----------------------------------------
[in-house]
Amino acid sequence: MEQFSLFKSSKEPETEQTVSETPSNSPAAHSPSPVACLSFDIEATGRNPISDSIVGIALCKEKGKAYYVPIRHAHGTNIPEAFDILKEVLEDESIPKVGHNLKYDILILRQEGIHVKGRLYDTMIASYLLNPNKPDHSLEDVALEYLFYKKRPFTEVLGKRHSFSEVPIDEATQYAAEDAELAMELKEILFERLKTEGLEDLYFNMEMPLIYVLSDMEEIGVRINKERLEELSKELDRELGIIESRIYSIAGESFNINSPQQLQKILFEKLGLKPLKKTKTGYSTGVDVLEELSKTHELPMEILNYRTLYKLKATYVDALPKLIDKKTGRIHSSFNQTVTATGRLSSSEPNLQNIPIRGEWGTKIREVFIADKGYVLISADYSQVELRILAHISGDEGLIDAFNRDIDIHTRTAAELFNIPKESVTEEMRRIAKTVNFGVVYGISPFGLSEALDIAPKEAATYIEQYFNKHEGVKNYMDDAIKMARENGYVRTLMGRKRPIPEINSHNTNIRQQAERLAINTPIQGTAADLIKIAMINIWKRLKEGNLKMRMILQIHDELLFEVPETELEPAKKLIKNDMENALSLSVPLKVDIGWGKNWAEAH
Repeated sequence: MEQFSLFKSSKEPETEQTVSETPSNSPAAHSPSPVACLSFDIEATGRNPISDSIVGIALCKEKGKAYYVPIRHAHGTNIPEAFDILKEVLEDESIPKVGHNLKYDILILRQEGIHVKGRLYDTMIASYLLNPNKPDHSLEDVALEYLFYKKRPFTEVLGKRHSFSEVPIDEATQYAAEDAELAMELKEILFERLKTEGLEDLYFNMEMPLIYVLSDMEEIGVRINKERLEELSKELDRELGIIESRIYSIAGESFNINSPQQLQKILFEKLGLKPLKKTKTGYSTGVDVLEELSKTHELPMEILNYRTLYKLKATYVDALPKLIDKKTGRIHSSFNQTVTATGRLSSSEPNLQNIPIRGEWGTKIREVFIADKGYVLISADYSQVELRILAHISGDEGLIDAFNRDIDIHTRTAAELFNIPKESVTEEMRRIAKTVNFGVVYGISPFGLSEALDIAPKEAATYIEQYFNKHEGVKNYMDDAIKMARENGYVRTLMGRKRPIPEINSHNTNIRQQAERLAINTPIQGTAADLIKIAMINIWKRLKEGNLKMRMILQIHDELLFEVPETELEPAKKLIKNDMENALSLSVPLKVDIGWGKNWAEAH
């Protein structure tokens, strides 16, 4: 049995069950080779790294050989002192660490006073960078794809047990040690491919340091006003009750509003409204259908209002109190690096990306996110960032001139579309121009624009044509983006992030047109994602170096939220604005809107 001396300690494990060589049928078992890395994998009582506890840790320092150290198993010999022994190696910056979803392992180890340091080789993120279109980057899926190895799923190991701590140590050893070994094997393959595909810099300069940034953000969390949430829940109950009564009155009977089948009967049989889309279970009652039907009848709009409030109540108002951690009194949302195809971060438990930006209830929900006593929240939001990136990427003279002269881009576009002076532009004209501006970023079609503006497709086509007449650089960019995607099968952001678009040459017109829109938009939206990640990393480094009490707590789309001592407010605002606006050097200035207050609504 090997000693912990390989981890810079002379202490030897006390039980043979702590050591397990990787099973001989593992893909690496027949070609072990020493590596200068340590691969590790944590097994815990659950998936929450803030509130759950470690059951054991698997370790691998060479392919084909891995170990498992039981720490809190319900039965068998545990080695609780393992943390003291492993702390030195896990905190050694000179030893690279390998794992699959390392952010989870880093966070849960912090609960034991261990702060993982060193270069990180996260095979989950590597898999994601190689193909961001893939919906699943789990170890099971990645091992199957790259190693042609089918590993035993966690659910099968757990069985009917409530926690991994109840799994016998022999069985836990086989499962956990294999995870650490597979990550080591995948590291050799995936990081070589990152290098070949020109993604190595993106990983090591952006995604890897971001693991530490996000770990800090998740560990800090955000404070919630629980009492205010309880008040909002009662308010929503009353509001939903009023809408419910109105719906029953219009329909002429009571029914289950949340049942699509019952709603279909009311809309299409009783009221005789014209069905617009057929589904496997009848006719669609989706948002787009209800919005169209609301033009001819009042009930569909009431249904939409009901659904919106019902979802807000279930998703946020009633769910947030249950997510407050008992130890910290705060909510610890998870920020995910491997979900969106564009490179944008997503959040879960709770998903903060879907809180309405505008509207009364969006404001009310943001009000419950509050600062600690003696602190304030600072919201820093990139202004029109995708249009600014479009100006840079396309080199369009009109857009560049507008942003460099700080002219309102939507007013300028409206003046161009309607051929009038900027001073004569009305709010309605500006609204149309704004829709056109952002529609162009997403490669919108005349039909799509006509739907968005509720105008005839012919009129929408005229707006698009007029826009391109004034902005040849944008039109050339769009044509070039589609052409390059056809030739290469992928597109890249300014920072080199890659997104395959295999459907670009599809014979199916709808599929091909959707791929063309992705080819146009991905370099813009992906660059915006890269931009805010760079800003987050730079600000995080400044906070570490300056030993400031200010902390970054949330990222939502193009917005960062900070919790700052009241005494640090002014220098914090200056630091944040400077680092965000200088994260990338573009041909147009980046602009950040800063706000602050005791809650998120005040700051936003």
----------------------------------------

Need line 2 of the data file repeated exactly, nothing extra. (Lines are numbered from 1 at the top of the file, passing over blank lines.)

Amino acid sequence: MEQFSLFKSSKEPETEQTVSETPSNSPAAHSPSPVACLSFDIEATGRNPISDSIVGIALCKEKGKAYYVPIRHAHGTNIPEAFDILKEVLEDESIPKVGHNLKYDILILRQEGIHVKGRLYDTMIASYLLNPNKPDHSLEDVALEYLFYKKRPFTEVLGKRHSFSEVPIDEATQYAAEDAELAMELKEILFERLKTEGLEDLYFNMEMPLIYVLSDMEEIGVRINKERLEELSKELDRELGIIESRIYSIAGESFNINSPQQLQKILFEKLGLKPLKKTKTGYSTGVDVLEELSKTHELPMEILNYRTLYKLKATYVDALPKLIDKKTGRIHSSFNQTVTATGRLSSSEPNLQNIPIRGEWGTKIREVFIADKGYVLISADYSQVELRILAHISGDEGLIDAFNRDIDIHTRTAAELFNIPKESVTEEMRRIAKTVNFGVVYGISPFGLSEALDIAPKEAATYIEQYFNKHEGVKNYMDDAIKMARENGYVRTLMGRKRPIPEINSHNTNIRQQAERLAINTPIQGTAADLIKIAMINIWKRLKEGNLKMRMILQIHDELLFEVPETELEPAKKLIKNDMENALSLSVPLKVDIGWGKNWAEAH